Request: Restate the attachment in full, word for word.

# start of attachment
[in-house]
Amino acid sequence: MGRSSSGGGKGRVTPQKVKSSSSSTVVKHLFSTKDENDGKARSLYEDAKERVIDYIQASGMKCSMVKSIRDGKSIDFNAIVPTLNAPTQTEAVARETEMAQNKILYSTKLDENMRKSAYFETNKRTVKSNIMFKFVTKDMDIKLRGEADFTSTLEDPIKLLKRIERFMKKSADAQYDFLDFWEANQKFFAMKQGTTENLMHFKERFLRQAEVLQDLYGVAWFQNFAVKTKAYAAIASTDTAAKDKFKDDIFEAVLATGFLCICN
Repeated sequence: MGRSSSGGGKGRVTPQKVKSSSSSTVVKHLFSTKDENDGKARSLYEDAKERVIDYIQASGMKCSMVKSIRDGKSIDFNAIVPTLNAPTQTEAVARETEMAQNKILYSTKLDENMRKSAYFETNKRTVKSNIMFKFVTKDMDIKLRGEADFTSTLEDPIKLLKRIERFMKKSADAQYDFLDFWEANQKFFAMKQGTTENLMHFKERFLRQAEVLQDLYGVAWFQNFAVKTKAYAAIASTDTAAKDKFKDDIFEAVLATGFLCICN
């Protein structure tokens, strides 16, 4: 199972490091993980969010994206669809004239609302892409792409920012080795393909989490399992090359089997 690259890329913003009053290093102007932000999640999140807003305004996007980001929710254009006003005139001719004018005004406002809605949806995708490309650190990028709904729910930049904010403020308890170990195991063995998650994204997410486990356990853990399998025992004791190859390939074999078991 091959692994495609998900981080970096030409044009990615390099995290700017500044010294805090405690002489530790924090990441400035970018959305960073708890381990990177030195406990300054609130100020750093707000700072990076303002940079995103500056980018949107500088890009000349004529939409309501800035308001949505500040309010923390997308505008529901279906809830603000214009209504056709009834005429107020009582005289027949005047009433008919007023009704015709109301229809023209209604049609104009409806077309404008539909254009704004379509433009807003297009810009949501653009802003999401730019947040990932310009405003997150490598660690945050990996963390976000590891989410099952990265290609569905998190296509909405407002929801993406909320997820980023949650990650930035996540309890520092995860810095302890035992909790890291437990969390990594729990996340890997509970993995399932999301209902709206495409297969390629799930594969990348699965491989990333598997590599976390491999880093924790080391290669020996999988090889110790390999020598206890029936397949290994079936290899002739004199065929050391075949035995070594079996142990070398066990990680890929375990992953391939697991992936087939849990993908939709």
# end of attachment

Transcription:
[in-house]
Amino acid sequence: MGRSSSGGGKGRVTPQKVKSSSSSTVVKHLFSTKDENDGKARSLYEDAKERVIDYIQASGMKCSMVKSIRDGKSIDFNAIVPTLNAPTQTEAVARETEMAQNKILYSTKLDENMRKSAYFETNKRTVKSNIMFKFVTKDMDIKLRGEADFTSTLEDPIKLLKRIERFMKKSADAQYDFLDFWEANQKFFAMKQGTTENLMHFKERFLRQAEVLQDLYGVAWFQNFAVKTKAYAAIASTDTAAKDKFKDDIFEAVLATGFLCICN
Repeated sequence: MGRSSSGGGKGRVTPQKVKSSSSSTVVKHLFSTKDENDGKARSLYEDAKERVIDYIQASGMKCSMVKSIRDGKSIDFNAIVPTLNAPTQTEAVARETEMAQNKILYSTKLDENMRKSAYFETNKRTVKSNIMFKFVTKDMDIKLRGEADFTSTLEDPIKLLKRIERFMKKSADAQYDFLDFWEANQKFFAMKQGTTENLMHFKERFLRQAEVLQDLYGVAWFQNFAVKTKAYAAIASTDTAAKDKFKDDIFEAVLATGFLCICN
């Protein structure tokens, strides 16, 4: 199972490091993980969010994206669809004239609302892409792409920012080795393909989490399992090359089997 690259890329913003009053290093102007932000999640999140807003305004996007980001929710254009006003005139001719004018005004406002809605949806995708490309650190990028709904729910930049904010403020308890170990195991063995998650994204997410486990356990853990399998025992004791190859390939074999078991 091959692994495609998900981080970096030409044009990615390099995290700017500044010294805090405690002489530790924090990441400035970018959305960073708890381990990177030195406990300054609130100020750093707000700072990076303002940079995103500056980018949107500088890009000349004529939409309501800035308001949505500040309010923390997308505008529901279906809830603000214009209504056709009834005429107020009582005289027949005047009433008919007023009704015709109301229809023209209604049609104009409806077309404008539909254009704004379509433009807003297009810009949501653009802003999401730019947040990932310009405003997150490598660690945050990996963390976000590891989410099952990265290609569905998190296509909405407002929801993406909320997820980023949650990650930035996540309890520092995860810095302890035992909790890291437990969390990594729990996340890997509970993995399932999301209902709206495409297969390629799930594969990348699965491989990333598997590599976390491999880093924790080391290669020996999988090889110790390999020598206890029936397949290994079936290899002739004199065929050391075949035995070594079996142990070398066990990680890929375990992953391939697991992936087939849990993908939709």